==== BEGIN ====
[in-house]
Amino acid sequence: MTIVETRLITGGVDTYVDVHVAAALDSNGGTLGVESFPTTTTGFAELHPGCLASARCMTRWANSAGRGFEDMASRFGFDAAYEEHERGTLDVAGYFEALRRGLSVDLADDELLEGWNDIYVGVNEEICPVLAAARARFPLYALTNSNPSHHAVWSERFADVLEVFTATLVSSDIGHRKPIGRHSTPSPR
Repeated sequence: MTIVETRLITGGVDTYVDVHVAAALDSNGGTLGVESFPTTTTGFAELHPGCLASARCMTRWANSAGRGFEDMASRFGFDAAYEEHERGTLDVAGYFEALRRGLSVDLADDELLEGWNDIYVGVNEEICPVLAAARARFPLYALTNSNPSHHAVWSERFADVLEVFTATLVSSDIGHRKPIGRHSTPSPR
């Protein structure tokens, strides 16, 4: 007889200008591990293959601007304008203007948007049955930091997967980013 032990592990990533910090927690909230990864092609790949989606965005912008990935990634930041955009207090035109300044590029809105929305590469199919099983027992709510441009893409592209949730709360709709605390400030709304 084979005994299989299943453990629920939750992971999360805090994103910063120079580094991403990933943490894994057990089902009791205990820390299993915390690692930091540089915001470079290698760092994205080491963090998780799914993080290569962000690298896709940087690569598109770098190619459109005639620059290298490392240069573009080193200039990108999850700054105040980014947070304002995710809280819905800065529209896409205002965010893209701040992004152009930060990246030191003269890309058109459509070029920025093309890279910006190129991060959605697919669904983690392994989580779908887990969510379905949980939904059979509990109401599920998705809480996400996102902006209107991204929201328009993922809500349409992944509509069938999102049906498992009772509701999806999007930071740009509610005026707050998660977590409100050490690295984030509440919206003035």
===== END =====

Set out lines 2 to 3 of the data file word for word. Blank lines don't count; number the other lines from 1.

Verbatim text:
Amino acid sequence: MTIVETRLITGGVDTYVDVHVAAALDSNGGTLGVESFPTTTTGFAELHPGCLASARCMTRWANSAGRGFEDMASRFGFDAAYEEHERGTLDVAGYFEALRRGLSVDLADDELLEGWNDIYVGVNEEICPVLAAARARFPLYALTNSNPSHHAVWSERFADVLEVFTATLVSSDIGHRKPIGRHSTPSPR
Repeated sequence: MTIVETRLITGGVDTYVDVHVAAALDSNGGTLGVESFPTTTTGFAELHPGCLASARCMTRWANSAGRGFEDMASRFGFDAAYEEHERGTLDVAGYFEALRRGLSVDLADDELLEGWNDIYVGVNEEICPVLAAARARFPLYALTNSNPSHHAVWSERFADVLEVFTATLVSSDIGHRKPIGRHSTPSPR